While an institution’s admissions office plays a primary role in making sure students are well aware of the tasks and responsibilities ahead of them, the administration may also find an opportunity to build, maintain and promote student resources. These may come in the form of study centers, tutors or other support services that can help students cope and therefore improve student retention.
For most students, pursuing higher education is a costly decision. Not only do they have to consider tuition and fees, but also the finances to cover accommodation, living expenses etc. That said, it therefore not surprising to consider how financial concerns are even more magnified when one is an international student.
Therefore, financial decisions are usually directly tied to an institution’s student retention rates. Can a student afford to continue paying tuition? Is a student still convinced that completing his or her studies in the said institution can help him or her with finances after graduating? Is a student confident in his or her career path and does he or she think that his or her current program has a promising return of investment?
Ultimately, an educational institution that can find creative pricing strategies can help students consider completing their studies and strengthen student retention.
When students feel more connected to their institutions, there’s a greater likelihood that they will be staying and completing their studies. Even extracurricular activities like clubs, sports or study groups play a role in a student’s sense of belongingness. When these students are engaged in what they do, they are most likely to end up graduating in the same institution.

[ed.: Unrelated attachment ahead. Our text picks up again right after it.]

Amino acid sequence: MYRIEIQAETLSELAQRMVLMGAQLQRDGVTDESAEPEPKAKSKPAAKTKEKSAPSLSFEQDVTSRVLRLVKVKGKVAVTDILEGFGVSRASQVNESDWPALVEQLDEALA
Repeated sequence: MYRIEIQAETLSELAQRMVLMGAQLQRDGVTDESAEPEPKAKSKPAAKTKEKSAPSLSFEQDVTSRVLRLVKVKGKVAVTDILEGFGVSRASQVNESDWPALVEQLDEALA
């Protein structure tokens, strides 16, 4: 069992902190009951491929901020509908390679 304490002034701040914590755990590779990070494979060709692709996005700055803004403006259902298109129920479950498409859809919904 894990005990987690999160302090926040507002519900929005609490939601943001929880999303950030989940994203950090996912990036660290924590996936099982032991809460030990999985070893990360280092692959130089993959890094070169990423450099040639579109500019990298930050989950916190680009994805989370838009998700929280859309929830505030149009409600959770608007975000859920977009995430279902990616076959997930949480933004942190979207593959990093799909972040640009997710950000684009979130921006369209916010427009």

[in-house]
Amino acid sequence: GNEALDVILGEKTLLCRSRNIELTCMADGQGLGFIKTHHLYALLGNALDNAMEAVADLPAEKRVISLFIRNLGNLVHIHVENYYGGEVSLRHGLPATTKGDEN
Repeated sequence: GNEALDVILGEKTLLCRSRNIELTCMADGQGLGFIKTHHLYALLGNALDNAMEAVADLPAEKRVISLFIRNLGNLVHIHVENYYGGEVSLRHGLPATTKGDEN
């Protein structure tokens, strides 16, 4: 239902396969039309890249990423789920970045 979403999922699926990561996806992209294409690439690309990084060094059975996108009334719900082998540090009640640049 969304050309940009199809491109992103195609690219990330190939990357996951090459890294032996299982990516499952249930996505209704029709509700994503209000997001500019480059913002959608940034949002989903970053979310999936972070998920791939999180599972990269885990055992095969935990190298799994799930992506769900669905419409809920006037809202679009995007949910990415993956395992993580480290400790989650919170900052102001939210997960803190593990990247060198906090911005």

As touched upon earlier in this article, while persistence may fall more directly into a student’s responsibilities, retention is more the work for an educational institution. Perhaps, the issue of student retention has been more pronounced recently due to the pandemic. Because of this, institutions are looking into various student retention strategies in terms of improving student retention in higher education.
That said, higher education institutions around the world have turned to online learning and have, in effect, retained most, if not all of their students. While education technology will continue to improve education delivery beyond borders, institutions are encouraged to find creative ways on how to support their students from start to finish. Having high student retention rates should only be a consequence of excellent education delivery and culture within a higher education institution.
Soika, B. What Is Student Retention, and Why Does It Matter? University of Southern California. Retrieved from https://rossier.usc.edu/what-is-student-retention-and-why-does-it-matter/
College Student Retention. State University. Retrieved from https://education.stateuniversity.com/pages/1863/College-Student-Retention.html
Tambone, A. (2012, November) Contributing Factors in Student Retention at Post-Secondary Institutions. Madison College. Retrieved from https://www.airum.org/assets/docs/2012-tambone%20whitepaper.pdf
Hawkins, A. (2015, December) Involvement matters: The impact of involvement in student clubs and organization on student retention and persistence at urban community colleges. Texas Tech University. Retrieved from https://ttu-ir.tdl.org/handle/2346/66120